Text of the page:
every obscene grave were giving up its dead. But dogs would home to lie women and men and boys slink off to sleep forcing the dislodged rats to move away in quest of that lodging until should we move away from this place the vice and deviltry becomes. I trust your impressions of New York has not all been black. There are in New York excellent hospitals and schools literary institutions and libraries. The Park and bowery theaters are large elegant and Henson buildings the country New York is a passingly exquisite and picturesque. The tone of the best society in the city is like that of Boston here and there it may be with a greater infusion of the mercantile spirit but generally polished and refined and always most hospitable. The houses and tables are elegant. I was later than more rakish and there is perhaps a greater spirit of contention in reference to appearances and a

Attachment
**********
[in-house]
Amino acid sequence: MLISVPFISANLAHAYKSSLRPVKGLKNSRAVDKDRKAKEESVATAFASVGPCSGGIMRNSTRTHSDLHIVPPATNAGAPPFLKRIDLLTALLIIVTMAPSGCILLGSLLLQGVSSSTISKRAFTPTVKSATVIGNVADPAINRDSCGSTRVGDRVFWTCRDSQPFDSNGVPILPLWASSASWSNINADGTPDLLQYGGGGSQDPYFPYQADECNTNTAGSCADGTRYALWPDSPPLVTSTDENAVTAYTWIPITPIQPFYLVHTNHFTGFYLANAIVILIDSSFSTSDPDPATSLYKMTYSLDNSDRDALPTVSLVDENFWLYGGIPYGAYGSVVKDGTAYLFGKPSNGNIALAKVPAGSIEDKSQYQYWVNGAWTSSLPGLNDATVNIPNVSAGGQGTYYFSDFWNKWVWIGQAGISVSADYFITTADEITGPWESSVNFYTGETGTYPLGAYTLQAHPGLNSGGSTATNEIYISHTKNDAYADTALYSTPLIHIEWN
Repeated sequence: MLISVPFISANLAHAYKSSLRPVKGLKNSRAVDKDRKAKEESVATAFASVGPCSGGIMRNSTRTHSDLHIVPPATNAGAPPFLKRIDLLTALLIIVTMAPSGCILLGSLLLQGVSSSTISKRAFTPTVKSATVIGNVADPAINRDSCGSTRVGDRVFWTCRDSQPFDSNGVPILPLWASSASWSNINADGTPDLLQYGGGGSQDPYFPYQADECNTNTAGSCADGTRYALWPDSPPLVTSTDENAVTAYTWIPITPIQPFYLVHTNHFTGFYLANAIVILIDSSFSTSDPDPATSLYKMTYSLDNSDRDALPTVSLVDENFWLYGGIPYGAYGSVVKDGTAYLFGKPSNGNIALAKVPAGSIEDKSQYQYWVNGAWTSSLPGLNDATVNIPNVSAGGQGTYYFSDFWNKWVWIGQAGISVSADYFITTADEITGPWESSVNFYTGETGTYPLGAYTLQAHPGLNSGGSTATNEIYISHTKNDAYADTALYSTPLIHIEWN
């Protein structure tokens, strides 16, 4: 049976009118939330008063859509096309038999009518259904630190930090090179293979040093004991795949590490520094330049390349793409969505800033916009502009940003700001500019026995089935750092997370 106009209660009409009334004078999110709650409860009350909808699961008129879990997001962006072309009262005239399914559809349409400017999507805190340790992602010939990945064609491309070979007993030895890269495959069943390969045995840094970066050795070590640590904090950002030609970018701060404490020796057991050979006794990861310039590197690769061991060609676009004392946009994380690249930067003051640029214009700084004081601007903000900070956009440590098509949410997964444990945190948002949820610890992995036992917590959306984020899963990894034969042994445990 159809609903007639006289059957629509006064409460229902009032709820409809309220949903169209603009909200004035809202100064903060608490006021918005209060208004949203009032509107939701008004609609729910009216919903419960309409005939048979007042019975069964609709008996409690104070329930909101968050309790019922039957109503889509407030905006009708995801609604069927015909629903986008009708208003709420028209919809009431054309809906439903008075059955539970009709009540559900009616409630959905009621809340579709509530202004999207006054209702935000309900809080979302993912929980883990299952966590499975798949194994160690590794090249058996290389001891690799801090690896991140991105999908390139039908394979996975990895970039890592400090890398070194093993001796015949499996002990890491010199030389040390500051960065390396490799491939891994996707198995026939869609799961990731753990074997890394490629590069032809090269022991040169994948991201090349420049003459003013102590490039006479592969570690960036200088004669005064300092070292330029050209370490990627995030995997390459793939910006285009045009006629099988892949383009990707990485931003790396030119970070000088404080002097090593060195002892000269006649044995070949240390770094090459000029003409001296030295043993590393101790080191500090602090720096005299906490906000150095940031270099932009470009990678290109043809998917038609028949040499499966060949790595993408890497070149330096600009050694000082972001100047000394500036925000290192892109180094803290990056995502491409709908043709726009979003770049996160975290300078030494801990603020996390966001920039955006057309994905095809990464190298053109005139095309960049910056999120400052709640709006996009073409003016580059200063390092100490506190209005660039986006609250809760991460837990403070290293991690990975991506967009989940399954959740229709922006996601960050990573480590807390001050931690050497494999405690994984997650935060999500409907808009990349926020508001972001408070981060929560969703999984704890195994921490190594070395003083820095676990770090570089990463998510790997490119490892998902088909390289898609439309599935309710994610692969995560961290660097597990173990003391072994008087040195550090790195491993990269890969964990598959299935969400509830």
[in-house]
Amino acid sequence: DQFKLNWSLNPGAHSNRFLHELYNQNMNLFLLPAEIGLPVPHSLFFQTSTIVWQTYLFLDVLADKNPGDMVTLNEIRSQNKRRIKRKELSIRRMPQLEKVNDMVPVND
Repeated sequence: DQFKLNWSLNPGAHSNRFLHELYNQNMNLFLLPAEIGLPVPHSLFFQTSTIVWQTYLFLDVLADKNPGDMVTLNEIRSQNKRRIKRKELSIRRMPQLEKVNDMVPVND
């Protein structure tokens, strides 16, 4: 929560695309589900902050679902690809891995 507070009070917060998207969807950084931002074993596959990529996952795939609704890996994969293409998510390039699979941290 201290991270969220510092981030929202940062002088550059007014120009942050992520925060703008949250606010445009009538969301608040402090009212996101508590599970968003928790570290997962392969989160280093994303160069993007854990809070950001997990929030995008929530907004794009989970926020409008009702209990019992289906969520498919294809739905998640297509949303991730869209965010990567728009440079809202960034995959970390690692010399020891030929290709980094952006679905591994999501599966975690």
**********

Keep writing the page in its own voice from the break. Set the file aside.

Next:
display of welcome costly living. That lady's singularly beautiful wherever his travels took him Mr. Dickens continued his visits to public establishments to prison hospital school work houses. His observation of that chiefest of American institutions the federal government brought him to Washington in the middle of March. He was not impressed by the city's aspect when he was shown about by an acquaintance from New England. It is sometimes called the City of magnificent distances. Good mornings with great propriety but turned the city of magnificent intentions spacious avenues that begin in nothing and leave no streets mine along it only want houses roads and inhabitants. Hell of course it's going to be much larger. So I'm told of almost every town and village I've hospital and it was a recently chosen for the seat of government as a means of averting the conflicting jealousies and interests of the different